Hidalgo calls state election audit a ‘sham’ and an assault on democracy to appease Trump – Houston Chronicle
Harris County Judge on Friday called a state election audit in Harris and three other counties a sham and an “irresponsible political trick.”
Harris County leaders on Friday blasted the Texas secretary of state’s decision to conduct a comprehensive “forensic audit” of the 2020 election in four counties, including Harris, as a political ploy to appease conspiracy theorists and former President Donald Trump.
County Judge Lina Hidalgo accused Gov. Greg Abbott of trying to curry favor with the former president, who on Thursday called for an audit of the Texas results, despite comfortably carrying the state in his unsuccessful bid for re-election. She likened the effort to audits in Arizona and Pennsylvania, which have failed to find major errors in vote tallying.
There is no evidence of widespread fraud or irregularities in Harris County’s 2020 election, where a record 1.7 million voters participated.
“This does not deserve to be treated as a serious matter or serious audit,” Hidalgo said. “It is an irresponsible political trick. It is a sham. It is a cavalier and dangerous assault on voters and democracy.”
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Precisely who ordered the audits of election results for Harris, Dallas, Collin and Tarrant counties, as well as what they would entail, remains a mystery. The Secretary of State’s Office distributed a news release Thursday evening, though the secretary of state post has been vacant since May and spokesman Sam Taylor did not respond to a request for comment.
Harris County last year was the largest jurisdiction in the United States to use voting machines that did not produce a paper record. The county since has purchased new machines.
County Elections Administrator Isabel Longoria said she was surprised by the secretary of state’s announcement, noting she had spoken with that office’s staff hours earlier about an unrelated matter. Longoria said no state agency or department has provided her with any information about how the audit of Harris County’s election results will be conducted.
After the 2020 contest, Longoria said her office conducted a partial manual review of mail ballots and electronic records from voting machines. Eleven months later, Longoria said she has turned her attention toward preparing for future elections.
“I’m now being blindsided about an audit that we have no information on and no direction on,” Longoria said. “My job is protect the voters… not just open up the books to whoever has a new conspiracy of the day, and let you run rampant with confidential election records.”
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County Attorney Christian Menefee said the Texas audit “is clearly being done in bad faith” since it was announced just hours after Trump requested it. All three Harris County officials said they will comply with the law and any potential rulings from judges, but would otherwise not take the audit effort seriously.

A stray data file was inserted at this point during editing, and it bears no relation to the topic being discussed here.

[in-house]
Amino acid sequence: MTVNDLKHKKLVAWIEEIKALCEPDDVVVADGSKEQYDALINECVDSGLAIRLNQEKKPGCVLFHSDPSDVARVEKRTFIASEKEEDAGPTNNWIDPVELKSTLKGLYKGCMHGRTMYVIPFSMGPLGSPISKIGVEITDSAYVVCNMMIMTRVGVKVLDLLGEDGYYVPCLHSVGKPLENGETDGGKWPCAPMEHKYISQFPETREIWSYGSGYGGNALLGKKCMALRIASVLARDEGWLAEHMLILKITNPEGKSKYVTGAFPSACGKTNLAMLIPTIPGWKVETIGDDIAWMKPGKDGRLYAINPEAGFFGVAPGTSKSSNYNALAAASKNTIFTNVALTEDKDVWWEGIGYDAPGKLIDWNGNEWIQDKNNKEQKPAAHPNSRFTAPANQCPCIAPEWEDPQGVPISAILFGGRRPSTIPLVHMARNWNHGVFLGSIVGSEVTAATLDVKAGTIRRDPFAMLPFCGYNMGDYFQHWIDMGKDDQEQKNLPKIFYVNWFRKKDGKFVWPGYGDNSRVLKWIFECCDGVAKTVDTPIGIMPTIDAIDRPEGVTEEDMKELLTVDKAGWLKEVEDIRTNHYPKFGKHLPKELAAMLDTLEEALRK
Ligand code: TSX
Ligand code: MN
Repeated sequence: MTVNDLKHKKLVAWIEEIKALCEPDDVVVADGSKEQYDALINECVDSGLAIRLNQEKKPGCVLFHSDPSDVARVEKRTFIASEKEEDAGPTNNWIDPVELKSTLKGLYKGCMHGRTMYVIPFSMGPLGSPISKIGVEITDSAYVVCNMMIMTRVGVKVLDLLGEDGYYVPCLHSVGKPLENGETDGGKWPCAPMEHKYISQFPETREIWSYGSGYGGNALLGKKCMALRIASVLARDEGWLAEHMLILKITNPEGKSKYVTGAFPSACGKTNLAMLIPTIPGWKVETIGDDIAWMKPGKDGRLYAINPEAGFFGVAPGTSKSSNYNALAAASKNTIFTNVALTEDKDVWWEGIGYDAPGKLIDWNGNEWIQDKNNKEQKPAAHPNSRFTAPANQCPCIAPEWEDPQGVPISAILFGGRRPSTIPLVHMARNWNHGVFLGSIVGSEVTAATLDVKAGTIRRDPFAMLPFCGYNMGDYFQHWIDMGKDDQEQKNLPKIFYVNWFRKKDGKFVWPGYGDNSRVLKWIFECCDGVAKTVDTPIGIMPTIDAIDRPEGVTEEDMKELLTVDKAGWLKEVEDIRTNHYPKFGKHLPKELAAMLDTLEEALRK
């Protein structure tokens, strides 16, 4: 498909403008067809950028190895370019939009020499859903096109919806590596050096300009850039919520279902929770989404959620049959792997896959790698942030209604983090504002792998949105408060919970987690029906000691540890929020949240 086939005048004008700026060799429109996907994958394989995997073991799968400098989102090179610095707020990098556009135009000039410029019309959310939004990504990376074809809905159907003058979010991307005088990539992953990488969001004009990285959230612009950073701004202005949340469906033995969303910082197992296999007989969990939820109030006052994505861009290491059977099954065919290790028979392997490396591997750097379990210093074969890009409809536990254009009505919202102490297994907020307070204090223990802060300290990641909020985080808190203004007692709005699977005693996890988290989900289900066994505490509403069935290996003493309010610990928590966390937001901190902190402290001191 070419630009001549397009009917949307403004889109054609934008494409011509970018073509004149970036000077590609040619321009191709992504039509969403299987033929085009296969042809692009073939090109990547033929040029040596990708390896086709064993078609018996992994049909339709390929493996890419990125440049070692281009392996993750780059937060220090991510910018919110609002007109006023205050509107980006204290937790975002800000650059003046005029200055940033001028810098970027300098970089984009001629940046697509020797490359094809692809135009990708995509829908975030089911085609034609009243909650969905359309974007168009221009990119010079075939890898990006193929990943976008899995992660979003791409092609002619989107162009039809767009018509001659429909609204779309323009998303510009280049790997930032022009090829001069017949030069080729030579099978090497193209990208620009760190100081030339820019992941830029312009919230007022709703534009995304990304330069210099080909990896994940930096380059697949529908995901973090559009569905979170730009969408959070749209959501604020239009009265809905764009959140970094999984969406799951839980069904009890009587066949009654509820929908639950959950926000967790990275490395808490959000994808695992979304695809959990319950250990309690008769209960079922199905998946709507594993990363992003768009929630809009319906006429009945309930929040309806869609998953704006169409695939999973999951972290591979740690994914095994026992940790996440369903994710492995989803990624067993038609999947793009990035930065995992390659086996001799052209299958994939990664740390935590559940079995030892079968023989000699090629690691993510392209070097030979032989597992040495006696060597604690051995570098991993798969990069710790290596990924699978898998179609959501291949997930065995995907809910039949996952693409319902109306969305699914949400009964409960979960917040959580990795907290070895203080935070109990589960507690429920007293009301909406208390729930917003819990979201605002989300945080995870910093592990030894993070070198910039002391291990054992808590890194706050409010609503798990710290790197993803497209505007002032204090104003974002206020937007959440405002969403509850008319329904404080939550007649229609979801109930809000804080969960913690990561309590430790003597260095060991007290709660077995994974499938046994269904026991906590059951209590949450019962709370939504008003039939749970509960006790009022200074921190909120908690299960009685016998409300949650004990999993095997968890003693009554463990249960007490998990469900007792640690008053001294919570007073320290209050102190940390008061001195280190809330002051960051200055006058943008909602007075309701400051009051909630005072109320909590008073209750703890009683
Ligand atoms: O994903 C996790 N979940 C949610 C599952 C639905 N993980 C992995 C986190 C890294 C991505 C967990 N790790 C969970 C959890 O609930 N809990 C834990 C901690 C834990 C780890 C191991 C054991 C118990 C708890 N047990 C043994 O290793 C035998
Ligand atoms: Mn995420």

“The goal of this is to intimidate our election workers and the folks who volunteer in elections, to undermine our confidence in democracy and to pander to … a gentleman who lost an election 11 months ago,” Menefee said. “We’re going to continue to push back where appropriate.”
Commissioners Court is divided over party lines on the audit. The two Democratic commissioners, Adrian Garcia and Rodney Ellis, said they agreed with Hidalgo’s criticism. Republican Precinct 3 Commissioner Tom Ramsey said despite county elections officials’ assurances that the 2020 contest was conducted securely, he does not know if that is accurate.
“I think there’s enough questions there,” Ramsey said. “Obviously, you need to go back and look at the numbers. Just because there hasn’t been anything (found) at this point, doesn’t mean it didn’t happen. That’s why you do an audit.”
He did not elaborate on what those questions were. The other Republican commissioner, Precinct 4’s Jack Cagle, was unavailable for comment Friday.
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Zach Despart has explained and exposed Harris County government for the Chronicle since 2018. He focuses on flood control, equity, county-state relations and corruption. He documented how Texas failed to stop two waves of the COVID-19 pandemic and led a team that discovered the death toll from the 2021 blackout crisis was far higher than the state had acknowledged.
He was previously the managing editor of the Houston Press, where he won the Best Feature award from the Association of Alternative Newsmedia for his feature on Venezuelan corruption in Houston and Miami. He is a New York native and graduate of the University of Vermont. Follow him on Twitter or email him at [email protected].
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